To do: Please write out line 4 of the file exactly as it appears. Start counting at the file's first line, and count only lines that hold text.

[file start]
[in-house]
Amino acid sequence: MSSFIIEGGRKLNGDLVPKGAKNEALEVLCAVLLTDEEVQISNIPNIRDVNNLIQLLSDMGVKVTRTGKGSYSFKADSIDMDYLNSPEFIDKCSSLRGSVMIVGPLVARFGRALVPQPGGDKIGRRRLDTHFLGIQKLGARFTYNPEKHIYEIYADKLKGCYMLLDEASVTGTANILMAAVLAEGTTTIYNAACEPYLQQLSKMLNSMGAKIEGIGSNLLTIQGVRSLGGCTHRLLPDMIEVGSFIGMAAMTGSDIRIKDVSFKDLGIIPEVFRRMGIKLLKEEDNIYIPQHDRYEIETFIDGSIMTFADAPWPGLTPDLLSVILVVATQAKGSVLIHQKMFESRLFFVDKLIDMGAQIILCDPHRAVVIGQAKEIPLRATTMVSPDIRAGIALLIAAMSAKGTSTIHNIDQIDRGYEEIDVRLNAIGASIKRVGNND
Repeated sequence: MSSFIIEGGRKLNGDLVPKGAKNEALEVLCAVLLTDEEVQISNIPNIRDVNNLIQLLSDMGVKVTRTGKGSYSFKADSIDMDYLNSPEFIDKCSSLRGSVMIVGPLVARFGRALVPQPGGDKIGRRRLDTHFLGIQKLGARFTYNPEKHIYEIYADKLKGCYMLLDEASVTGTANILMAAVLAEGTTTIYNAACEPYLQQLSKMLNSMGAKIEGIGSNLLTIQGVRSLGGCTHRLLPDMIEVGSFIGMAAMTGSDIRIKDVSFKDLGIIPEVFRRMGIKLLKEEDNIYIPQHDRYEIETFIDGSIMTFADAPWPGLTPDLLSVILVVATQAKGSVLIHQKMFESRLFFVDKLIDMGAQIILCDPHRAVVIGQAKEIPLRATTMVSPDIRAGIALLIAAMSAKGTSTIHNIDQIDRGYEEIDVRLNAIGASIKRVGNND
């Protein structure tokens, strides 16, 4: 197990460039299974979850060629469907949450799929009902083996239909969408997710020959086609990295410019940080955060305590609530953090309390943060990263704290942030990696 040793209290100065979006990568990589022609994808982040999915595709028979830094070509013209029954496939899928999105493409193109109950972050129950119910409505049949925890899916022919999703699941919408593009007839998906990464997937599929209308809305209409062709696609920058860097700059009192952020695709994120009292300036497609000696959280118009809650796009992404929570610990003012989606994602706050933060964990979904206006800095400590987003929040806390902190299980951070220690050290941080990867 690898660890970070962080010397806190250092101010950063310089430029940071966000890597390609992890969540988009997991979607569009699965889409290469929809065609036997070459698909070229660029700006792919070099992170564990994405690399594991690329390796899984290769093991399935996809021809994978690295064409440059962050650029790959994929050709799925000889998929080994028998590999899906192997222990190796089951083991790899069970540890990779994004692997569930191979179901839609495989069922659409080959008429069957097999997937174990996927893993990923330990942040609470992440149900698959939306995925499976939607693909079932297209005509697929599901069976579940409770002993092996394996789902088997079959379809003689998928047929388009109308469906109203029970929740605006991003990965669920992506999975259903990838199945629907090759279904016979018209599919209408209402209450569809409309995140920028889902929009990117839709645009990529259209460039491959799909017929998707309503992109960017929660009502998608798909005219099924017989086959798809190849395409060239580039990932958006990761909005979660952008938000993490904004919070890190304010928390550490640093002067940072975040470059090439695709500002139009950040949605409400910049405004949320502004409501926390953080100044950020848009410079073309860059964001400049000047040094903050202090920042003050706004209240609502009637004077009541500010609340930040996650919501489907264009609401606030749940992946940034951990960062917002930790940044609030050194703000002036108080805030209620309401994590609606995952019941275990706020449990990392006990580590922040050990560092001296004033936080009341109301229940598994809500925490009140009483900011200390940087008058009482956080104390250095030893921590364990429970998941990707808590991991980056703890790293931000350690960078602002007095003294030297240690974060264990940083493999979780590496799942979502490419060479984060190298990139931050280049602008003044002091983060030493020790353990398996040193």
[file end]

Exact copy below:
């Protein structure tokens, strides 16, 4: 197990460039299974979850060629469907949450799929009902083996239909969408997710020959086609990295410019940080955060305590609530953090309390943060990263704290942030990696 040793209290100065979006990568990589022609994808982040999915595709028979830094070509013209029954496939899928999105493409193109109950972050129950119910409505049949925890899916022919999703699941919408593009007839998906990464997937599929209308809305209409062709696609920058860097700059009192952020695709994120009292300036497609000696959280118009809650796009992404929570610990003012989606994602706050933060964990979904206006800095400590987003929040806390902190299980951070220690050290941080990867 690898660890970070962080010397806190250092101010950063310089430029940071966000890597390609992890969540988009997991979607569009699965889409290469929809065609036997070459698909070229660029700006792919070099992170564990994405690399594991690329390796899984290769093991399935996809021809994978690295064409440059962050650029790959994929050709799925000889998929080994028998590999899906192997222990190796089951083991790899069970540890990779994004692997569930191979179901839609495989069922659409080959008429069957097999997937174990996927893993990923330990942040609470992440149900698959939306995925499976939607693909079932297209005509697929599901069976579940409770002993092996394996789902088997079959379809003689998928047929388009109308469906109203029970929740605006991003990965669920992506999975259903990838199945629907090759279904016979018209599919209408209402209450569809409309995140920028889902929009990117839709645009990529259209460039491959799909017929998707309503992109960017929660009502998608798909005219099924017989086959798809190849395409060239580039990932958006990761909005979660952008938000993490904004919070890190304010928390550490640093002067940072975040470059090439695709500002139009950040949605409400910049405004949320502004409501926390953080100044950020848009410079073309860059964001400049000047040094903050202090920042003050706004209240609502009637004077009541500010609340930040996650919501489907264009609401606030749940992946940034951990960062917002930790940044609030050194703000002036108080805030209620309401994590609606995952019941275990706020449990990392006990580590922040050990560092001296004033936080009341109301229940598994809500925490009140009483900011200390940087008058009482956080104390250095030893921590364990429970998941990707808590991991980056703890790293931000350690960078602002007095003294030297240690974060264990940083493999979780590496799942979502490419060479984060190298990139931050280049602008003044002091983060030493020790353990398996040193």